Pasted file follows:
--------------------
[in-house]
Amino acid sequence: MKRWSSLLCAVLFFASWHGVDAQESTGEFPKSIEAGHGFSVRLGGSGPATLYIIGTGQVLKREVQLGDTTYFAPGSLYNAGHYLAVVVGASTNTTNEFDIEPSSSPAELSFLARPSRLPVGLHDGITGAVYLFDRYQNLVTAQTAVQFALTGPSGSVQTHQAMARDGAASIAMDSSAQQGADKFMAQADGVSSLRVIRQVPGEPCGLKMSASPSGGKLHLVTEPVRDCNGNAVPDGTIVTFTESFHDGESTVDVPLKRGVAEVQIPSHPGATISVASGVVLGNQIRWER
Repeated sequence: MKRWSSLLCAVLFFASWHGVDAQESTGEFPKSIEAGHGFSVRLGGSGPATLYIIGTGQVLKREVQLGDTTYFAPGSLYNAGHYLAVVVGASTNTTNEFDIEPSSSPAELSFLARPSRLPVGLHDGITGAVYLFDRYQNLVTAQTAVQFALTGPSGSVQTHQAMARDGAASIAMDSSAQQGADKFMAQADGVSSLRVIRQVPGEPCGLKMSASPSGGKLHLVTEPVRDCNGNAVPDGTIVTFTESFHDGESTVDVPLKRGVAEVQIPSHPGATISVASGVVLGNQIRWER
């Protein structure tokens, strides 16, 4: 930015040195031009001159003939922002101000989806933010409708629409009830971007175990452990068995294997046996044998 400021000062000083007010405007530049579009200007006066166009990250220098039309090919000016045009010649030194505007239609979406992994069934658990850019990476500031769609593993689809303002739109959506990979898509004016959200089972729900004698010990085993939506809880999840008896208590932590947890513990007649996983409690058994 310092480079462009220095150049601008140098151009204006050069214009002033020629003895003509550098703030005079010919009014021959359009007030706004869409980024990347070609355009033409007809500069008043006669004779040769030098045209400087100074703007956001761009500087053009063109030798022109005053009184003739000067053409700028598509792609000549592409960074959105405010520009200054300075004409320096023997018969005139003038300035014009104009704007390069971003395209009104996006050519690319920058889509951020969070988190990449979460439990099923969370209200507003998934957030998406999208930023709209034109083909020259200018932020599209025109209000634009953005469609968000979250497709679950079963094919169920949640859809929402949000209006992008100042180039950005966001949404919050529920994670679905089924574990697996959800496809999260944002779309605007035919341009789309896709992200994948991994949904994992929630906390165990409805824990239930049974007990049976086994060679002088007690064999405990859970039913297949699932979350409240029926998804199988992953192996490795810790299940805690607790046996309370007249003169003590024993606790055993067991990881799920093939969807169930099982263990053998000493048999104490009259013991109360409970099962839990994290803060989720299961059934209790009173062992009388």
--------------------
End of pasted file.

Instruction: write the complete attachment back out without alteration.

[in-house]
Amino acid sequence: MKRWSSLLCAVLFFASWHGVDAQESTGEFPKSIEAGHGFSVRLGGSGPATLYIIGTGQVLKREVQLGDTTYFAPGSLYNAGHYLAVVVGASTNTTNEFDIEPSSSPAELSFLARPSRLPVGLHDGITGAVYLFDRYQNLVTAQTAVQFALTGPSGSVQTHQAMARDGAASIAMDSSAQQGADKFMAQADGVSSLRVIRQVPGEPCGLKMSASPSGGKLHLVTEPVRDCNGNAVPDGTIVTFTESFHDGESTVDVPLKRGVAEVQIPSHPGATISVASGVVLGNQIRWER
Repeated sequence: MKRWSSLLCAVLFFASWHGVDAQESTGEFPKSIEAGHGFSVRLGGSGPATLYIIGTGQVLKREVQLGDTTYFAPGSLYNAGHYLAVVVGASTNTTNEFDIEPSSSPAELSFLARPSRLPVGLHDGITGAVYLFDRYQNLVTAQTAVQFALTGPSGSVQTHQAMARDGAASIAMDSSAQQGADKFMAQADGVSSLRVIRQVPGEPCGLKMSASPSGGKLHLVTEPVRDCNGNAVPDGTIVTFTESFHDGESTVDVPLKRGVAEVQIPSHPGATISVASGVVLGNQIRWER
């Protein structure tokens, strides 16, 4: 930015040195031009001159003939922002101000989806933010409708629409009830971007175990452990068995294997046996044998 400021000062000083007010405007530049579009200007006066166009990250220098039309090919000016045009010649030194505007239609979406992994069934658990850019990476500031769609593993689809303002739109959506990979898509004016959200089972729900004698010990085993939506809880999840008896208590932590947890513990007649996983409690058994 310092480079462009220095150049601008140098151009204006050069214009002033020629003895003509550098703030005079010919009014021959359009007030706004869409980024990347070609355009033409007809500069008043006669004779040769030098045209400087100074703007956001761009500087053009063109030798022109005053009184003739000067053409700028598509792609000549592409960074959105405010520009200054300075004409320096023997018969005139003038300035014009104009704007390069971003395209009104996006050519690319920058889509951020969070988190990449979460439990099923969370209200507003998934957030998406999208930023709209034109083909020259200018932020599209025109209000634009953005469609968000979250497709679950079963094919169920949640859809929402949000209006992008100042180039950005966001949404919050529920994670679905089924574990697996959800496809999260944002779309605007035919341009789309896709992200994948991994949904994992929630906390165990409805824990239930049974007990049976086994060679002088007690064999405990859970039913297949699932979350409240029926998804199988992953192996490795810790299940805690607790046996309370007249003169003590024993606790055993067991990881799920093939969807169930099982263990053998000493048999104490009259013991109360409970099962839990994290803060989720299961059934209790009173062992009388």